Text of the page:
Wednesday, October 24, 2007

The Legal Pad of Last Resort

Yesterday, shortly before heading off to the terrible class, I realized that during the notebook-musical-chairs I played for the Writing Marathon, I'd forgotten to replace the one I'd take out of my bag. Ergo, no notebook to write in during class. Desperate, I grabbed a legal pad from the office to borrow that night.

I got to class, pulled out my legal pad, and blanked. I didn't want to write to Camii on this horrible yellow paper, so that meant a story. But, what story? I figured since I was breaking my routine anyhow, I'd just start someplace and go from there.

A while back I was talking about how writing is solving problems, you go through and answer questions. Last night I had to ask them first. I have a man and woman who have a close relationship, but what kind is it? He makes a special gesture to her, but why? How long have they known each other? Why are they so close? And on it goes. Sometimes you add the details first, and figure out what they mean second. This was one of those stories.

Now I've got almost two full legal pad pages, and I've figured out where it's going. Turns out, this isn't a thesis story. That happened totally by accident, I kept looking for ways to make it one and it started out with a thesis story idea (heck, have you ever kept track of how often roses pop up in fairy tales?) but it just didn't want to go there. Still, I think I can be okay with that. If only I could get out of my title slump and stop naming things "The __ Story."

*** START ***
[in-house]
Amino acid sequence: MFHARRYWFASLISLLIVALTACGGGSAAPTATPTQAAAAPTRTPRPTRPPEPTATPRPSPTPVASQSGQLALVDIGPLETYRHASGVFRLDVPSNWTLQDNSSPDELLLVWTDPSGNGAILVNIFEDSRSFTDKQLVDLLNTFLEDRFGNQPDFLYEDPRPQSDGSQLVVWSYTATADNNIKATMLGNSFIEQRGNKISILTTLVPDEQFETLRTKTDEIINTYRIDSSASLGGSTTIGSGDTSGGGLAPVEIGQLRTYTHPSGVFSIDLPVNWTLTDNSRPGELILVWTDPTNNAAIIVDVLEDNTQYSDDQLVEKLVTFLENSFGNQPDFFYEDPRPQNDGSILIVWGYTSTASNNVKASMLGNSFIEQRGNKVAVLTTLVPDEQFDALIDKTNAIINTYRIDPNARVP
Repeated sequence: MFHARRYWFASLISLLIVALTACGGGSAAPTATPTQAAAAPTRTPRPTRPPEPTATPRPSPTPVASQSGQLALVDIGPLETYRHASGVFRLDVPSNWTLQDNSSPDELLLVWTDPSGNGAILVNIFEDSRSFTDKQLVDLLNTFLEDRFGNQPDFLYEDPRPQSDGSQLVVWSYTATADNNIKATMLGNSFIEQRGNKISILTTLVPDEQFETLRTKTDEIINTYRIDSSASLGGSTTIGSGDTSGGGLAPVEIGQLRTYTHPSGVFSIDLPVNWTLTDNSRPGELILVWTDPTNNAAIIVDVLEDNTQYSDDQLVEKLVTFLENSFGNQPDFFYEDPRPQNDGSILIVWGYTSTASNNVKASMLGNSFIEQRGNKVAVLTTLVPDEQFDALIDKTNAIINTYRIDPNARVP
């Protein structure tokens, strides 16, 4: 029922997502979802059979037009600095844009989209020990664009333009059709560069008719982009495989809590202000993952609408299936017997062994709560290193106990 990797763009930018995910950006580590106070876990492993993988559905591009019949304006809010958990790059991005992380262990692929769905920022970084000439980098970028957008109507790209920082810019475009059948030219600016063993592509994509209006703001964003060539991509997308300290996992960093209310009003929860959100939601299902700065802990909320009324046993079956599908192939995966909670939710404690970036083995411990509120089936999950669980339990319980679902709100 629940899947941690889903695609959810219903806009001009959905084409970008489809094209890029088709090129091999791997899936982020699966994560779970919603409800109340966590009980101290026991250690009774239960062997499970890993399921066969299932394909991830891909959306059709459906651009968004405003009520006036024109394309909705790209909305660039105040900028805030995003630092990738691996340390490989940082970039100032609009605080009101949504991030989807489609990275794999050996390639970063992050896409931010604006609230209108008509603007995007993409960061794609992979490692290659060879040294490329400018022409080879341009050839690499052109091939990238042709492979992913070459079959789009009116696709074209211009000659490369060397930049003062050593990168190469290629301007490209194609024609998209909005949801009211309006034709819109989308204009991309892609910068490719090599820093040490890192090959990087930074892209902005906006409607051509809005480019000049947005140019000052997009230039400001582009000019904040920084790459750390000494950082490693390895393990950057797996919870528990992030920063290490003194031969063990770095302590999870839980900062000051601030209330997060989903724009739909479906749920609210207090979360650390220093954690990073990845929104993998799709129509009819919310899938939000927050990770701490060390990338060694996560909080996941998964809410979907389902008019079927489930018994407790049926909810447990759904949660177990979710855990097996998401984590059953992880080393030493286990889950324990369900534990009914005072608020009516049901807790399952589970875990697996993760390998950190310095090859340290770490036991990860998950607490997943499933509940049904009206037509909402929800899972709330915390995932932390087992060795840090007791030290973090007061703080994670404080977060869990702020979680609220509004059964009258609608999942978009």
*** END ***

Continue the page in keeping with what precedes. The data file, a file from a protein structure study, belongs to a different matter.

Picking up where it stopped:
Stephen King is fond of legal pads, but I don't know why. Not having margins to write notes in makes things more difficult than they ought to be. Here's a picture of my legal pad (note that the camera is pulled back to reveal the chaos that is my desk, and this is the "tidy" side, too).

Do any of you ever use legal pads? Got any good accident/change-of-pace stories?


-John said...

Brilliant! There is something about being given a glimpse into where creative magic happens.

Truly, does it matter where you write ideas down, as long as you write them down?

Jenny said...

Right now I'm finishing FJR on a legal pad...ironically enough because of the lack of margins. I can put more on a page and that makes me feel more satisfied. Like a Snickers bar.

I know what you mean, John. I feel all voyeuristic when I look at another writer's space/bookshelves but I can't help myself.